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How Do “Religion” and “Spirituality” Differ? Lay Definitions Among Older Adults

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Abstract:

Research and public interest in religion and spirituality is on the rise. Consequently, there is an increasing need for rigorously obtained information on what individuals mean when they use these terms. This study examined how 64 older adults living in three retirement communities (including one Christian-based community), a relatively understudied population, conceptualize religion and spirituality. Participants defined “religion” and “spirituality,” and their narrative definitions were coded and compared using a framework derived from Hill et al.'s (2000) conceptualization of religion and spirituality. Despite considerable overlap, participants' definitions differed on several dimensions. Participants were more likely to associate religion than spirituality with personal beliefs, community affiliation, and organized practices. Moreover, spirituality appeared to be a more abstract concept than religion, and included nontheistic notions of a higher power.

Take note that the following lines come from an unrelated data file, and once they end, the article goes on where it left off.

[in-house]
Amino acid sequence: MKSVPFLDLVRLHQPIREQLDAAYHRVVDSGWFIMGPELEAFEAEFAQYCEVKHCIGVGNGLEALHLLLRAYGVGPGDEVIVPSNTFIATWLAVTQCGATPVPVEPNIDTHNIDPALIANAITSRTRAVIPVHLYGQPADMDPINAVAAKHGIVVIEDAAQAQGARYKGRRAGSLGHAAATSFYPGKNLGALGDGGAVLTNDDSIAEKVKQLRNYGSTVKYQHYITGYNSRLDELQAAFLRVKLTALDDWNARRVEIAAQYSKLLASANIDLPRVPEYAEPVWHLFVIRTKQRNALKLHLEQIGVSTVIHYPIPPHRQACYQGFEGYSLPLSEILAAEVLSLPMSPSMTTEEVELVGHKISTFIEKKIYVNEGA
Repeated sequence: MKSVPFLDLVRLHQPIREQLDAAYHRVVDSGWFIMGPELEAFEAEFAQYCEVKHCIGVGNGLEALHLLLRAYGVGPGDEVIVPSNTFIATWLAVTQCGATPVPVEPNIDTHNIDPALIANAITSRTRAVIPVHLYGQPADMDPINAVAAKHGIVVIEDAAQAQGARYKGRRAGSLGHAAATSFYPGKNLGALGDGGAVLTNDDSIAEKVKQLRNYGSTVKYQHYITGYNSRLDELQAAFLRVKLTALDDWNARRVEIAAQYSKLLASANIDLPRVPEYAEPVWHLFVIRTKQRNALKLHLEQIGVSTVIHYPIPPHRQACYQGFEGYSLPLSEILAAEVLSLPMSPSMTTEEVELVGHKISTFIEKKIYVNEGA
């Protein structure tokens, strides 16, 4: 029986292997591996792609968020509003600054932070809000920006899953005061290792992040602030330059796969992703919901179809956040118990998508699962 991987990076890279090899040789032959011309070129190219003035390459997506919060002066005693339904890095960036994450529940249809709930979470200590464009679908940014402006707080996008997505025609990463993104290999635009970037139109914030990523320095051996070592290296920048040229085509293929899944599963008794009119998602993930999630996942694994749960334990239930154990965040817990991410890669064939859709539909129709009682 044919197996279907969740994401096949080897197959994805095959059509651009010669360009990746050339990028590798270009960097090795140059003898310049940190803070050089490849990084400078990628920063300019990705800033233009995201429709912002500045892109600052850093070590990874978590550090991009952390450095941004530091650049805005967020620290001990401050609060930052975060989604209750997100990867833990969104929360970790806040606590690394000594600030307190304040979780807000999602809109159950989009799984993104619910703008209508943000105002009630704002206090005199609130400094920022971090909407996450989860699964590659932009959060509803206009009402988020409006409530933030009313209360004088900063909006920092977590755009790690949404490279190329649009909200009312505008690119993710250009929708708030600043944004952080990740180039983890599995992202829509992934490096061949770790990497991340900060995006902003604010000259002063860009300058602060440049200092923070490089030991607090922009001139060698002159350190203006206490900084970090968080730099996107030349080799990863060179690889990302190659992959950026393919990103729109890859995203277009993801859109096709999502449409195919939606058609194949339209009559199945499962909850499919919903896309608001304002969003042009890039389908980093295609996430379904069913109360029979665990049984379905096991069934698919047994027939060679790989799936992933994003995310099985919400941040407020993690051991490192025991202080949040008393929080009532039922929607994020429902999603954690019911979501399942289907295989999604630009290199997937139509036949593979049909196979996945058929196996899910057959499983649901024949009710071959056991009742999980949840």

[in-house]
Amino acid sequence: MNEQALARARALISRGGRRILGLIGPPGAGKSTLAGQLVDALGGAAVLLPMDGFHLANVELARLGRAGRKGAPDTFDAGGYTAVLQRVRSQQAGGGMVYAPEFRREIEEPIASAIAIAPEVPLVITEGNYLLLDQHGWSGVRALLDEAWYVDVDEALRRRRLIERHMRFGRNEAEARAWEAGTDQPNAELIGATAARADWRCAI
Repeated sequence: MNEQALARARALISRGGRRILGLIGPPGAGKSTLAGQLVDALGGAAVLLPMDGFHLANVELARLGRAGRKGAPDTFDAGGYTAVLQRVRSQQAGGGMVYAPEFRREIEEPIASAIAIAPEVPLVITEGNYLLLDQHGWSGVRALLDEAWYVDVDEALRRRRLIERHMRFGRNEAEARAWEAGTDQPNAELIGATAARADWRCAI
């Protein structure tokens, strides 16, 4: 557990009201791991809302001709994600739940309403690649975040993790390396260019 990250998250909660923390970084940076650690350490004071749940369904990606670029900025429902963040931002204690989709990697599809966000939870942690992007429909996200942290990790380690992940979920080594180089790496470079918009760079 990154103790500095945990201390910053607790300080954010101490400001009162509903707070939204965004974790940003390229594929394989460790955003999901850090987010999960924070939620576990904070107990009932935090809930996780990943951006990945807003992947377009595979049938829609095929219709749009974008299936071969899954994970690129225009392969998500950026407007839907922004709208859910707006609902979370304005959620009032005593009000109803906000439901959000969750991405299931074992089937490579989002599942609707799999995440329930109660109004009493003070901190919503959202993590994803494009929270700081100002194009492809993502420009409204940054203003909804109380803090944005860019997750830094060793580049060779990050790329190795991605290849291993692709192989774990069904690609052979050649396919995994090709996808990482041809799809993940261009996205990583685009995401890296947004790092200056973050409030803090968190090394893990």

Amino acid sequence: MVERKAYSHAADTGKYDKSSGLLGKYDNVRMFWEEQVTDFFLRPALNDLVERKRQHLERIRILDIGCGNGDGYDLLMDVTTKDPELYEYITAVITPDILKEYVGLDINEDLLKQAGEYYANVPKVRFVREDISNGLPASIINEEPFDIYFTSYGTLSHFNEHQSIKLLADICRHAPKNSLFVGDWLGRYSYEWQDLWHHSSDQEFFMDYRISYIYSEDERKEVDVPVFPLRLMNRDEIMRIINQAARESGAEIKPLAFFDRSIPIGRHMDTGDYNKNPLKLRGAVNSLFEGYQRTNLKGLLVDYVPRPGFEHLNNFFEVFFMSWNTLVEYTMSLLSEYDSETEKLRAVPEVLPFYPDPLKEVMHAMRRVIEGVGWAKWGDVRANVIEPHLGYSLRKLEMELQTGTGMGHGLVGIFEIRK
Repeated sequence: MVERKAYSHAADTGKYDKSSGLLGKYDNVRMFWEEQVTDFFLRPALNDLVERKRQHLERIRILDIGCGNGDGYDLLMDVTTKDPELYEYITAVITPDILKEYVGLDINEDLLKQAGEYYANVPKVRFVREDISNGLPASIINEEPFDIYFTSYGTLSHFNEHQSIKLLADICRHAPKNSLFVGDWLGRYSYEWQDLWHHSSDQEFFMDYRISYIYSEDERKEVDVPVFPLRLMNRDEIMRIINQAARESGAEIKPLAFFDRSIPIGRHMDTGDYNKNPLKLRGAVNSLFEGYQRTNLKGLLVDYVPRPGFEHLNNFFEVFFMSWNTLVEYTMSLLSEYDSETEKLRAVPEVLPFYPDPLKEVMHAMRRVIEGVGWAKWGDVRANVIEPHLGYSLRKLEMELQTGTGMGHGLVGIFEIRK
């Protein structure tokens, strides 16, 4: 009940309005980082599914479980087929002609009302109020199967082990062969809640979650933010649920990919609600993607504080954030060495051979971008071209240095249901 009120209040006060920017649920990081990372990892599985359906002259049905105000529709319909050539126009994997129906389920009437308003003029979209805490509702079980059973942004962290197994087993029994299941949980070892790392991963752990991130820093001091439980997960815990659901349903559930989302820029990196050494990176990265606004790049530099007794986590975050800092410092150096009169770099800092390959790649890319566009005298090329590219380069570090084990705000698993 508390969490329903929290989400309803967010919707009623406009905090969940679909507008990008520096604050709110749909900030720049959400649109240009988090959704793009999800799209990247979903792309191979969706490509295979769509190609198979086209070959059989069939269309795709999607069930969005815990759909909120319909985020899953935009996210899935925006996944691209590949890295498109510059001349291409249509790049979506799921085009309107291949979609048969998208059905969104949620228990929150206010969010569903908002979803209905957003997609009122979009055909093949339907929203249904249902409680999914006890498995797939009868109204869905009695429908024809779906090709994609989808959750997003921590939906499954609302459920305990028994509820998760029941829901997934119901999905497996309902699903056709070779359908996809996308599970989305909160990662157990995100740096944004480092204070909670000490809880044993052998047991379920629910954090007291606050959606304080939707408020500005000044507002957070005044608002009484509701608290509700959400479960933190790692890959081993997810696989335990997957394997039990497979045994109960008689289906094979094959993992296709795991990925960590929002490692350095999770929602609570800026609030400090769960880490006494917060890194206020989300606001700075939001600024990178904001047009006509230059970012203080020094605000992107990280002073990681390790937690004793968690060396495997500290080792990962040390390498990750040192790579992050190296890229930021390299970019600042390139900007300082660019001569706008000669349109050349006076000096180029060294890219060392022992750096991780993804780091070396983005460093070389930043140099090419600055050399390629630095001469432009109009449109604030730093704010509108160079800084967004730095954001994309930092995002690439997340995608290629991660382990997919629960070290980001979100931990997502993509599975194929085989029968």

Document Type: Research Article

DOI: https://doi.org/10.1111/j.1468-5906.2008.00418.x

Affiliations: 1: Michèle M. Schlehofer is Assistant Professor of Psychology at Salisbury University, Salisbury, MD. 2: Allen M. Omoto is Professor of Psychology in the Department of Psychology at Claremont Graduate University., Email: Allen.Omoto@cgu.edu 3: Janice R. Adelman is a graduate student in the Department of Psychology at Claremont Graduate University., Email: Janice.Adelman@cgu.edu

Publication date: 2008-09-01

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